When you play the game of thrones, you win or you die.

The above quote is in essence what this book is about.  After reading A Game of Thrones, I can understand its popularity.  I must admit, I have not read something quite like this before.

8 thoughts on “A Game of Thrones by George R. R. Martin: Gruesome, with No Black and White”

  1. ” more blood, more violence, more sex, and more shame and glory.” Uh huh, not for me. I get worried too. The world is not heading the right way.

    I didn’t like Lord of the Flies, I don’t want to read Battle Royale (The Japanese version of Lord of the Flies but better), I will be reading Hunger Games to see what the hype is all about.

    There is no moral conflict for me. I know it’s entertainment but the message is one that is very wrong.

    1. JoV – Oh yes, I remember you also don’t like reading Lord of the Flies.

      While moral conflict is OK with me, I think book publishers should do a better job in warning the readers on the book’s content. Like a sticker or something.

      1. I totally agree books should have stickers or PG ratings. I have come to learn, reading books is not necessary a good thing, depending what you read. In my view, there are bad books and good books.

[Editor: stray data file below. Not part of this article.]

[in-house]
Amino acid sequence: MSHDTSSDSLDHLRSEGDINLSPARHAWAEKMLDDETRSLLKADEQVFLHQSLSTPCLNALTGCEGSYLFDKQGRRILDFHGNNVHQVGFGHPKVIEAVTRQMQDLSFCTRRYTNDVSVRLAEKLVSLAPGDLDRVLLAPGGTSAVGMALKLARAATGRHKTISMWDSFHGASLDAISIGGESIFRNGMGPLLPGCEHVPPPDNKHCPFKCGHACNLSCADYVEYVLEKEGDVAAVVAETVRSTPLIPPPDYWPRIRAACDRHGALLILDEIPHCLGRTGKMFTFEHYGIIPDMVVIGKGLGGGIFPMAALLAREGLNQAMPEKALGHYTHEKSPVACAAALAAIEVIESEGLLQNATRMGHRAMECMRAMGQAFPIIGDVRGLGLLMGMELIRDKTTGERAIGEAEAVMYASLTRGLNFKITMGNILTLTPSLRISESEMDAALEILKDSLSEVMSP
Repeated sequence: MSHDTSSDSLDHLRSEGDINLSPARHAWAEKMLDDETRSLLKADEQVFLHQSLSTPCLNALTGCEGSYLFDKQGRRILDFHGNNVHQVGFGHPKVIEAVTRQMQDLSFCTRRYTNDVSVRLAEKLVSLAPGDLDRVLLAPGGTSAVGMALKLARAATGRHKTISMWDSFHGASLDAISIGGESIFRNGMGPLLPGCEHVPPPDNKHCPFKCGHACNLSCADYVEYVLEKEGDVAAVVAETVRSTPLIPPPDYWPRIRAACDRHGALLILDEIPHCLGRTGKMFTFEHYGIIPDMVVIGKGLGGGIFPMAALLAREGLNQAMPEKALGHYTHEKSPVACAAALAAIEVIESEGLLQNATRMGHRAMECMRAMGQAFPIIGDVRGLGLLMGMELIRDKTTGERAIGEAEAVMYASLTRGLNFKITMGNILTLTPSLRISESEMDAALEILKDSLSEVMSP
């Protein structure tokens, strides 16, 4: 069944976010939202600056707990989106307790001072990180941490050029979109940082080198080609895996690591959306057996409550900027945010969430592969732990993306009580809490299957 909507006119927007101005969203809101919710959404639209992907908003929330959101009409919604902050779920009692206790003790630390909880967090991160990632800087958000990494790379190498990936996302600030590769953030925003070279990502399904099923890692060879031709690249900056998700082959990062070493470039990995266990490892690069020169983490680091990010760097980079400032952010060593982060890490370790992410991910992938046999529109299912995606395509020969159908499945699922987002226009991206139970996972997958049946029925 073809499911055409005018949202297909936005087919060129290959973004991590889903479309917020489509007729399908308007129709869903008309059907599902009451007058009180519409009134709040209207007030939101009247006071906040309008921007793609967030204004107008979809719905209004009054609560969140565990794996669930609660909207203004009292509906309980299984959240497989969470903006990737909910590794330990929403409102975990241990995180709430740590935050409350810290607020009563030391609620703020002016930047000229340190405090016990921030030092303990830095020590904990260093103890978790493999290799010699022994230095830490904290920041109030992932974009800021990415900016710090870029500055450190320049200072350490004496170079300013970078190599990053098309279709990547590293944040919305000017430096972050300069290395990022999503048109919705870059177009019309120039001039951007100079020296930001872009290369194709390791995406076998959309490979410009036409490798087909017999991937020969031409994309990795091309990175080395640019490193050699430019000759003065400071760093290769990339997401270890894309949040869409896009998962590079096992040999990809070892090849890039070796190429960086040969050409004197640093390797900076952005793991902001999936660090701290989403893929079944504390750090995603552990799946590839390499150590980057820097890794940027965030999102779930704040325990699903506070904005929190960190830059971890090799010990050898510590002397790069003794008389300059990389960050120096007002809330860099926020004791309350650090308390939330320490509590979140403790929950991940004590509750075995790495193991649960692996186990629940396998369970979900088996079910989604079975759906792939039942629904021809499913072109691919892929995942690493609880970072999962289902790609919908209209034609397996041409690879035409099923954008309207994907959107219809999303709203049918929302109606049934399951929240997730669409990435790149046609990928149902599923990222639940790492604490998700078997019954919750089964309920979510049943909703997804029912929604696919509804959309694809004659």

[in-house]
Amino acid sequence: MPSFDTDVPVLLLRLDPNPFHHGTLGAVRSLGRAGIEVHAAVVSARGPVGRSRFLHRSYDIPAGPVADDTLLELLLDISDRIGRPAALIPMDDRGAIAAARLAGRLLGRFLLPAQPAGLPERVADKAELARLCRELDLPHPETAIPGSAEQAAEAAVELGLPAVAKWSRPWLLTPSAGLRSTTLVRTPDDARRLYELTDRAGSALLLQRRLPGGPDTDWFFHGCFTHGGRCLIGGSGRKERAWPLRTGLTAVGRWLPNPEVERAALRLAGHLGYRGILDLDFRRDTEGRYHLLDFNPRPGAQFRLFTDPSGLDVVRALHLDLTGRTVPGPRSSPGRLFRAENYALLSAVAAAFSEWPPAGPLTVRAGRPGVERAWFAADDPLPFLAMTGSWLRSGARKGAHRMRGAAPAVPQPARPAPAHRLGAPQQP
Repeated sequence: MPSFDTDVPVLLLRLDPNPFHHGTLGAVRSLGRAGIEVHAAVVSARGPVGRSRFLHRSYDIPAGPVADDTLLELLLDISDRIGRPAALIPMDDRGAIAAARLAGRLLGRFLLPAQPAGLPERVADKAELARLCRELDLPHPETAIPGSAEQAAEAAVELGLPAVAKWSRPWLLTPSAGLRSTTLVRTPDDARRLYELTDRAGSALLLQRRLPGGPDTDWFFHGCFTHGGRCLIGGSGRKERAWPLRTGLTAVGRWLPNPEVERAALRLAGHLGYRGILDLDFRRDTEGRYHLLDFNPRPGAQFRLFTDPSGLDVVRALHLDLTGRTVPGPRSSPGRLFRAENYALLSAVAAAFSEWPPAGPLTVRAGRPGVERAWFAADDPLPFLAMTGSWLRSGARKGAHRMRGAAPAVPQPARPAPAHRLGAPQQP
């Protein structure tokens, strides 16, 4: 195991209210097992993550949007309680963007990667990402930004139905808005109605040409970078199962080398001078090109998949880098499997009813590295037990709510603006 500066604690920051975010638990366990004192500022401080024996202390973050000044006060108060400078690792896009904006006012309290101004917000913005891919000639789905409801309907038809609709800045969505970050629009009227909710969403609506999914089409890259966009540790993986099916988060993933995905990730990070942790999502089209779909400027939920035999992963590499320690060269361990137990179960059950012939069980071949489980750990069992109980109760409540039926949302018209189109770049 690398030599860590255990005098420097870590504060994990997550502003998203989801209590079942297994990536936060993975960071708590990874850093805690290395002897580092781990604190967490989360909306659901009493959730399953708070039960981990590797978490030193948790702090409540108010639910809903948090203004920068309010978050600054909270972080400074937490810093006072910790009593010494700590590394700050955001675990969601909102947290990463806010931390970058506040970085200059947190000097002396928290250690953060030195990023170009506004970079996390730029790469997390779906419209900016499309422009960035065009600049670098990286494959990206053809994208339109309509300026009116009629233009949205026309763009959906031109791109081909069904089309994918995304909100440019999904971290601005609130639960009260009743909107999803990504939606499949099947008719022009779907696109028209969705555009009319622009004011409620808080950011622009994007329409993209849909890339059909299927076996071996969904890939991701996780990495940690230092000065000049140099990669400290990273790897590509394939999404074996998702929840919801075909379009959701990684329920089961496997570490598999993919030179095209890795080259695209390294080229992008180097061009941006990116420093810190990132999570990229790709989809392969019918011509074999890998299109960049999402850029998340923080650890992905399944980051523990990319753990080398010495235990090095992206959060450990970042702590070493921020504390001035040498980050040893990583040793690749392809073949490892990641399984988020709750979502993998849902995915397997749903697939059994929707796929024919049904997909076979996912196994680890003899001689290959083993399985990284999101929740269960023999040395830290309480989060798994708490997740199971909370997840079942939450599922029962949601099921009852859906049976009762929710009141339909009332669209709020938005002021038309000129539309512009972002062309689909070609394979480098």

1. JoV – A mature themed book may not be a bad book. In all honesty, while Game of Thrones is not a suitable book for the young, it is unique in a sense that the story has no clear black and white. And if you think on it, in reality, there is no black and white. Good guys don’t get to be rewarded all the time and not all bad guys get the punishment they deserve.

          But ya, reading bookings, as you said, is not necessary a good thing. We have to choose wisely.

          That, I have your website to rely on 🙂

  2. I enjoy reading books and watching movies that have dark mood, but even for me this one is a tad too dark.

    I do agree with everything you said above. But despite them all, I too can’t put down the book. A Game of Thrones made all the previous fantasy books I’ve read look like children’s books.

    What is great about this book is that every character speaks and thinks differently. They don’t sound like they “come from the same mind”. Also, as a reader, I can sympathise and understand the point of view of the main characters (the ones presented as chapters). Their thinking and action seem realistic, given the circumstances.

    I hope the subsequent books are as engaging, but with better fate for the “good guys”.

    1. Cynthia – I too am hoping that the good guys get rewarded in the end. But, seems to me that doing the right things in life does not lead to a happy ending. In that sense, I will not be surprised that the rest of the series is as shocking and unpredictably predictable like this first one!